Introducing kids to classical music
A few years ago, my then 9-year-old daughter attended her first classical music concert as part of a school outing. She was already familiar with this genre as I often played classical music while making dinner and she had played pieces by Bach and other composers as part of her piano lessons. But nevertheless, she seemed deeply impressed and moved by the concert put on by the Montreal Symphony Orchestra. She talked about the sounds of the different instruments and how the hall had been filled with music. A few weeks later, her face lit up when I put on a recording of the famous classical guitar piece Concierto de Aranjuez by Joaquin Rodrigo. “Mommy, they played that piece — it was so beautiful,” she said.
I shouldn’t have been surprised by her pleasure. I started attending symphony performances with my dad, a classical music fan, when I was in my late teens. I remember being swept up in the beauty of the sound. But somehow arranging to take my kids to see such concerts had fallen by the wayside as I got caught up with the demands of work and family life.
Recently, I decided to research family-friendly concerts and discovered that there are many affordable options available around Montreal. And many of them include a question-and-answer period or time to meet with the musicians, so everyone can learn a bit more about the music. Here are some options for families wanting to introduce their little ones to the world of classical music:
Montreal Symphony Orchestra (OSM)
This fall, the city’s premier orchestra will begin performing at a new concert hall in Place des Arts. This is a great opportunity for families to discover the “Children’s Corner” series, lively concerts that combine music, storytelling and special effects to hold the attention of little ones.
On Sunday, November 20 at 1:30 p.m., they will present music inspired by Antoine de Saint-Exupéry’s novel The Little Prince (the narration will be in French only). Then on Sunday, March 4 at 1:30 p.m., musicians will take listeners on a journey through time to meet famous composers such as Bach, Mozart and Beethoven in the bilingual production called Abachadabra.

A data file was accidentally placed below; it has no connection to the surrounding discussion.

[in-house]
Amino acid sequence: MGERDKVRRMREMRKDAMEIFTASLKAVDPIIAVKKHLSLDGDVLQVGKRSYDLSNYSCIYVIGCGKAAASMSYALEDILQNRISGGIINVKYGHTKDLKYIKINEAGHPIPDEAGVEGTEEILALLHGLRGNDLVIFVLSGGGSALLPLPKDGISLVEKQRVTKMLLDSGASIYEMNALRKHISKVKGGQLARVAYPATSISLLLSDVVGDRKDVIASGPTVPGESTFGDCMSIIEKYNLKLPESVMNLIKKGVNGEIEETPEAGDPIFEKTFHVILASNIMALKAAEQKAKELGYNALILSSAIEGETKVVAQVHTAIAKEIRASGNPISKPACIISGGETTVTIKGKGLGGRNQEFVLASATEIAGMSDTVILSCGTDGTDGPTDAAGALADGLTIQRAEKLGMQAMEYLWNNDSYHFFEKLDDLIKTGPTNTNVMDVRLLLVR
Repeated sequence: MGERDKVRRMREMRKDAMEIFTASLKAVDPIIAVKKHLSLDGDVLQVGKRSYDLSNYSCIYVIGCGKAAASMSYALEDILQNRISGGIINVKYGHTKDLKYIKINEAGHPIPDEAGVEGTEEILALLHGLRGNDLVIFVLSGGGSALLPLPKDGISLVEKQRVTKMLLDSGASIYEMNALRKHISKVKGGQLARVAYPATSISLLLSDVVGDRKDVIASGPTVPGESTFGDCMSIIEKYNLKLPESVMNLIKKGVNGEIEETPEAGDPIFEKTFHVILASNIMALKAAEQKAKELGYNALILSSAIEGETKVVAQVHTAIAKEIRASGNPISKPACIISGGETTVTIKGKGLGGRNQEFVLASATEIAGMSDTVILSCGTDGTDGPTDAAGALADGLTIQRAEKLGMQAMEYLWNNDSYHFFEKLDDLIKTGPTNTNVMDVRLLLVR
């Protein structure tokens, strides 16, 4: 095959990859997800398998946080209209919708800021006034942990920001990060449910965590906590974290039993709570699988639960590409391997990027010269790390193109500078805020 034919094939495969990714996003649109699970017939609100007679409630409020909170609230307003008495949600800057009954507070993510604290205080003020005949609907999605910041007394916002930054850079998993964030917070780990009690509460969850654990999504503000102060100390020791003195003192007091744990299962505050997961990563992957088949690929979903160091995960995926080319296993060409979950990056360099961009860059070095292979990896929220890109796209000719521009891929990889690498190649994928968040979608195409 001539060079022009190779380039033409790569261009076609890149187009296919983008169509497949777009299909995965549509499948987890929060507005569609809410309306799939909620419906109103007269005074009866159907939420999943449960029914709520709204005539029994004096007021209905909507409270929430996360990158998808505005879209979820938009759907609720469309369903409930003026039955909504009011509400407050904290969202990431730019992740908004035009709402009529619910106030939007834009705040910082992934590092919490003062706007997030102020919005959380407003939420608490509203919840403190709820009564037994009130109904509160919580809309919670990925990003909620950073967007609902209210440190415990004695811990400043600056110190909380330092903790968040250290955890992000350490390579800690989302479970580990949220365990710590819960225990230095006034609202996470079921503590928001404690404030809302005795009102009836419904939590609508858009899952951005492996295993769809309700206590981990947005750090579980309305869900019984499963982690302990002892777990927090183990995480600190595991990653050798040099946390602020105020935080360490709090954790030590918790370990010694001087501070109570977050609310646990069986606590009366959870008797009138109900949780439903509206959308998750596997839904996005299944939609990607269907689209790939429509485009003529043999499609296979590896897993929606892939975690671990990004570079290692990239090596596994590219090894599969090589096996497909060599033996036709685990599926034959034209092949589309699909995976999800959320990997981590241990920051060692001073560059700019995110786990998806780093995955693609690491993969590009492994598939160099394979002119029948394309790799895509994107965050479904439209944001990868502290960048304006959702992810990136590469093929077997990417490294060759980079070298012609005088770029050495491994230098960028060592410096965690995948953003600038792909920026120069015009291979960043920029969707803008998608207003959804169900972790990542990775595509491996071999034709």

Tickets for the shows start at $14 for children and $18 for adults.
For more information, call (514) 842-9951 or to purchase tickets online, go to www.osm.ca.
Bach Before Bedtime
Now in its fourth season, this innovative series makes classical music accessible to even toddlers and babies by offering short, 45-minute concerts in the late afternoon. There is no fixed cost but families are encouraged to make a $15 donation. Organized by Allegra Chamber Music, the performances also include time for little ones to meet the musicians and examine the instruments.
The first concert is Thursday, October 27 from 4:30 p.m. to 5:15 p.m. at McGill University’s Redpath Hall, 3461 McTavish St. There are four other concerts to be held on November 24, February 9, March 8 and May 3. Seating is limited so families are asked to reserve in advance by emailing firstname.lastname@example.org.
For more information, call (514) 935-3933 or got to www.allegrachambermusic.com.
Jeunesses Musicales Canada (JMC)
This Montreal non-profit organization hosts classical music performances for families on Sundays. Shows usually feature narration (in French) and music. There are two performances: a shorter, 40-minute one for ages 3 to 5 at 11 a.m. and a 55-minute show at 1:30 p.m. for ages 6-12. Tickets cost $8.50 per person, but subscriptions are available for $30 (four shows) or $50 (seven shows) per person. The season kicks off on October 2 with Annabelle Canto, the story of a young opera singer who loses her voice right before a concert — and then sets off to find it again. The performances take place at 305 Mont Royal Ave., in the Plateau.
For the complete schedule, visit www.jmcanada.ca or call 514 845-4108.